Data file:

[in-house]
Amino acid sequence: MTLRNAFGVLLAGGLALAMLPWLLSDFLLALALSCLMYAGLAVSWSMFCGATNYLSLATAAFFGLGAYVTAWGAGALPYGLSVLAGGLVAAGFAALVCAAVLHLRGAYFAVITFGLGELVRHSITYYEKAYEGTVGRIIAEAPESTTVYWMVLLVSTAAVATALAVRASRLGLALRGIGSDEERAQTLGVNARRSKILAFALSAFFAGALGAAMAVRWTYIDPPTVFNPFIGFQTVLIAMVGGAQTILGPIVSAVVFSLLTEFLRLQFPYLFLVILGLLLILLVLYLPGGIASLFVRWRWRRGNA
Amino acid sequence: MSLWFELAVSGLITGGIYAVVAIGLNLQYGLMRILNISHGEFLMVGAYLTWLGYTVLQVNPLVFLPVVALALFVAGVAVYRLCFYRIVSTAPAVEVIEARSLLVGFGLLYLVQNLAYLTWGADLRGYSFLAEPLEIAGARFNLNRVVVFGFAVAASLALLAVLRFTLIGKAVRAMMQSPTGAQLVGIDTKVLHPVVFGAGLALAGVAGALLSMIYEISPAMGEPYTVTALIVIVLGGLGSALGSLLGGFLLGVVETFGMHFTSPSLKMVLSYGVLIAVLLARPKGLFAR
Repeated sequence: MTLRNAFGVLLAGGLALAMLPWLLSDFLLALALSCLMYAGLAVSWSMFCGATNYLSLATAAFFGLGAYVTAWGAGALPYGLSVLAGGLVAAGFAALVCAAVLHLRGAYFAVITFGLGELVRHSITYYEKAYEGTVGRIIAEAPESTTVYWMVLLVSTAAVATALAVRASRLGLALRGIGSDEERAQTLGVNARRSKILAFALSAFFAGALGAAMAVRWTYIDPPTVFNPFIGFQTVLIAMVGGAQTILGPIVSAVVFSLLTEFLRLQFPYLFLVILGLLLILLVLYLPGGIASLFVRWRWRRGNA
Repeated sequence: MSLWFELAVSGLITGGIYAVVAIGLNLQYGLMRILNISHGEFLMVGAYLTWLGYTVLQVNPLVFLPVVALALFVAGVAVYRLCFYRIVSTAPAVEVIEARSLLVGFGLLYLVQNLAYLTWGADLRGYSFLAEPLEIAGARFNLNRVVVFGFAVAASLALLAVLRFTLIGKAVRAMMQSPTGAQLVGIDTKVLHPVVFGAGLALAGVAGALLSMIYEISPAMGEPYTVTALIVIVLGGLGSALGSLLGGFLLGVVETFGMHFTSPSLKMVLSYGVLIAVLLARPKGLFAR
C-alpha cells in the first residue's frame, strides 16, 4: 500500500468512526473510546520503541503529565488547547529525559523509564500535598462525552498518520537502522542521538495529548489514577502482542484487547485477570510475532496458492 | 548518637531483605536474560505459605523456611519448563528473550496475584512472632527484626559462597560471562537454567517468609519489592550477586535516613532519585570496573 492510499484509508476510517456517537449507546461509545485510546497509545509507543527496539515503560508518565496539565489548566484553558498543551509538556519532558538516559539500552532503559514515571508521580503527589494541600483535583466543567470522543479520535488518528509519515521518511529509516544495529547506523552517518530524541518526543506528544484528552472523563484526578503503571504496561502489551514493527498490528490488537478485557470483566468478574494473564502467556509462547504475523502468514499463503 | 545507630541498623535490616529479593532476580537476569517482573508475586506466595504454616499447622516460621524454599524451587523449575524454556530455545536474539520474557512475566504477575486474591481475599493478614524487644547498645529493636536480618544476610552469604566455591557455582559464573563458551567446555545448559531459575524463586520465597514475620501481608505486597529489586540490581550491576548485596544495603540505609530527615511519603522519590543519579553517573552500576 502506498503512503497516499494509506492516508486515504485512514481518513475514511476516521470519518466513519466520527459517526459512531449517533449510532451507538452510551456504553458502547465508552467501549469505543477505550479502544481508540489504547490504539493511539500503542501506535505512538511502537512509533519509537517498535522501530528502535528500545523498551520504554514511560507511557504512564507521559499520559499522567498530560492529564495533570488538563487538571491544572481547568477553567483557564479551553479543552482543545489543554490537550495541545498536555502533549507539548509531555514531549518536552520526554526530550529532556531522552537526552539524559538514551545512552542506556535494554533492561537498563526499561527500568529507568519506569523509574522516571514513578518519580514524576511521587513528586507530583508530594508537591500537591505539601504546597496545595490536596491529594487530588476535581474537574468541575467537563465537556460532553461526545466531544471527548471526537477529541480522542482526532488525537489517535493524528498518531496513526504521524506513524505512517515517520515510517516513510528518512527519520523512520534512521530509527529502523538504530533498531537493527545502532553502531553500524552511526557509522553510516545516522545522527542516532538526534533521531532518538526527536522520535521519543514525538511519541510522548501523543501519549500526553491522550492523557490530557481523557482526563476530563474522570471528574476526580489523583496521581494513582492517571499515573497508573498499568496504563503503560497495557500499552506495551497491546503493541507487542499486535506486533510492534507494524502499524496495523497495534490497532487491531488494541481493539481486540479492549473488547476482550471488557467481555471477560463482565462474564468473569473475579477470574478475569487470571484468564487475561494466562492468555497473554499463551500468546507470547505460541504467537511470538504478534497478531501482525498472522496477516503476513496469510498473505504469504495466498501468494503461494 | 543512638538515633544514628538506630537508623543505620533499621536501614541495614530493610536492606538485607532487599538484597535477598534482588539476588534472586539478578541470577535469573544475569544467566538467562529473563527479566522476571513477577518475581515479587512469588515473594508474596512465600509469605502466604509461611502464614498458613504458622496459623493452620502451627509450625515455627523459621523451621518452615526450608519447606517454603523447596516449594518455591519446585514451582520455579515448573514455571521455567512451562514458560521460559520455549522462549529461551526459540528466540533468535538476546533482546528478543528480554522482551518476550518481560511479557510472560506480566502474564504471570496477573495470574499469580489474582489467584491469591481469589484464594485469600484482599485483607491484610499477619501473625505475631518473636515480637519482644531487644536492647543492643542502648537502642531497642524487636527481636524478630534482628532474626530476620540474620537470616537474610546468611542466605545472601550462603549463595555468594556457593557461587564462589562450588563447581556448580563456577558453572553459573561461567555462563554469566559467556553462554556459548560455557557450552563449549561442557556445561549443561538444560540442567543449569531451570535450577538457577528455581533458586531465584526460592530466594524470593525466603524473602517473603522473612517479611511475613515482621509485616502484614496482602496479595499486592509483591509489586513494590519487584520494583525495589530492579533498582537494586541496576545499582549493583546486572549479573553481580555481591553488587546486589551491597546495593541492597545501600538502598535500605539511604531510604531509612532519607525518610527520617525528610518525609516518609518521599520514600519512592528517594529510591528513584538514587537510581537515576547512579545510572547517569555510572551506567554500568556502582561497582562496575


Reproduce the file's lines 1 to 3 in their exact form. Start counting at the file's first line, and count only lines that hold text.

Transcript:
[in-house]
Amino acid sequence: MTLRNAFGVLLAGGLALAMLPWLLSDFLLALALSCLMYAGLAVSWSMFCGATNYLSLATAAFFGLGAYVTAWGAGALPYGLSVLAGGLVAAGFAALVCAAVLHLRGAYFAVITFGLGELVRHSITYYEKAYEGTVGRIIAEAPESTTVYWMVLLVSTAAVATALAVRASRLGLALRGIGSDEERAQTLGVNARRSKILAFALSAFFAGALGAAMAVRWTYIDPPTVFNPFIGFQTVLIAMVGGAQTILGPIVSAVVFSLLTEFLRLQFPYLFLVILGLLLILLVLYLPGGIASLFVRWRWRRGNA
Amino acid sequence: MSLWFELAVSGLITGGIYAVVAIGLNLQYGLMRILNISHGEFLMVGAYLTWLGYTVLQVNPLVFLPVVALALFVAGVAVYRLCFYRIVSTAPAVEVIEARSLLVGFGLLYLVQNLAYLTWGADLRGYSFLAEPLEIAGARFNLNRVVVFGFAVAASLALLAVLRFTLIGKAVRAMMQSPTGAQLVGIDTKVLHPVVFGAGLALAGVAGALLSMIYEISPAMGEPYTVTALIVIVLGGLGSALGSLLGGFLLGVVETFGMHFTSPSLKMVLSYGVLIAVLLARPKGLFAR